Q: What are Bartlett corrections?
A: Strictly speaking, a Bartlett correction is a scalar transformation applied to the likelihood ratio (LR) statistic that yields a new, improved test statistic which has a chi-squared null distribution to order O(1/n). This represents a clear improvement over the original statistic in the sense that LR is distributed as chi-squared under the null hypothesis only to order O(1).
Q: Are there extensions of Bartlett corrections?
A: Yes. Some of them arose in response to Sir David Cox’s 1988 paper, “Some aspects of conditional and asymptotic inference: a review” (Sankhya A). A particularly useful one was proposed by Gauss Cordeiro and Silvia Ferrari in a 1991 Biometrika paper. They have shown how to Bartlett-correct test statistics whose null asymptotic distribution is chi-squared with special emphasis on Rao’s score statistic.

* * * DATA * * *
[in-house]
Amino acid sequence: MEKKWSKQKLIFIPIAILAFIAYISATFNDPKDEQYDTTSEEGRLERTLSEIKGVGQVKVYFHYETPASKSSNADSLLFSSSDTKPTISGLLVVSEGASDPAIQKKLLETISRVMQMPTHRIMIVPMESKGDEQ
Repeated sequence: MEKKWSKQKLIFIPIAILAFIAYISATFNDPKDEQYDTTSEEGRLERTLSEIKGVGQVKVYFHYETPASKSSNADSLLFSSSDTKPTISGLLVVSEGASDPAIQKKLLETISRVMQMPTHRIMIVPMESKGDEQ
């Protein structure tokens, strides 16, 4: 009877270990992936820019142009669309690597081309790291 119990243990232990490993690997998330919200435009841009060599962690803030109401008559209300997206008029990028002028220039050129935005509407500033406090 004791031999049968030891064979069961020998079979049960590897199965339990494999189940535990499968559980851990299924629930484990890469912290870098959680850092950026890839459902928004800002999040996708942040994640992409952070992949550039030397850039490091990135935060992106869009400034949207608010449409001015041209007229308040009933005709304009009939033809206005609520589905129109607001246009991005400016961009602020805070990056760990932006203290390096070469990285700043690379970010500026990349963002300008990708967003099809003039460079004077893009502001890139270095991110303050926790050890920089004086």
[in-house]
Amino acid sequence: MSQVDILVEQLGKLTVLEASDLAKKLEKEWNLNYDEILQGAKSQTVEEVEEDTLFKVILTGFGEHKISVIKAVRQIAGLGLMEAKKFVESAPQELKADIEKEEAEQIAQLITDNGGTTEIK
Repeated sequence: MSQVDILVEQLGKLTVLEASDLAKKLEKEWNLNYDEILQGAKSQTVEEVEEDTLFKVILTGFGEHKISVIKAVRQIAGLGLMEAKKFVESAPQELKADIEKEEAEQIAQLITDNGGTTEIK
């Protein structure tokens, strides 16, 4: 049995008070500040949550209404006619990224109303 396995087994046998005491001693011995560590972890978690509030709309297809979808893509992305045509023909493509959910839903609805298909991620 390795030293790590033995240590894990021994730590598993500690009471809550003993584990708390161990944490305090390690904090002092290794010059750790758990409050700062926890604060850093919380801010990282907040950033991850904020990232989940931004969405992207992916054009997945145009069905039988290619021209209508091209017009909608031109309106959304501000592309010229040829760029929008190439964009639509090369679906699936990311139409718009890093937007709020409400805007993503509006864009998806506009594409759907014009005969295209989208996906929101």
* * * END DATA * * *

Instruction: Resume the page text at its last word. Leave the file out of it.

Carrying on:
Q: Where can I find a survey paper on Bartlett corrections?
A: There are a few around. Two particularly useful ones are:
- Cribari-Neto, F. and Cordeiro, G.M. (1996) On Bartlett and Bartlett-type corrections. Econometric Reviews, 15, 339-367.
- Jensen, J.L. (1993) A historical sketch and some new results on the improved likelihood statistic. Scandinavian Journal of Statistics, 20, 1-15.
Q: What are the alternatives to Bartlett corrections?
A: There are several alternatives. A closely related one are Edgeworth expansions, named after the economist/statistician Francis Ysidro Edgeworth. There are also saddlepoint expansions. A computer-intensive alternative is known as the bootstrap and was proposed by Bradley Efron in his 1979 Annals of Statistics paper.
Please refer to Bartlett Corrections Page.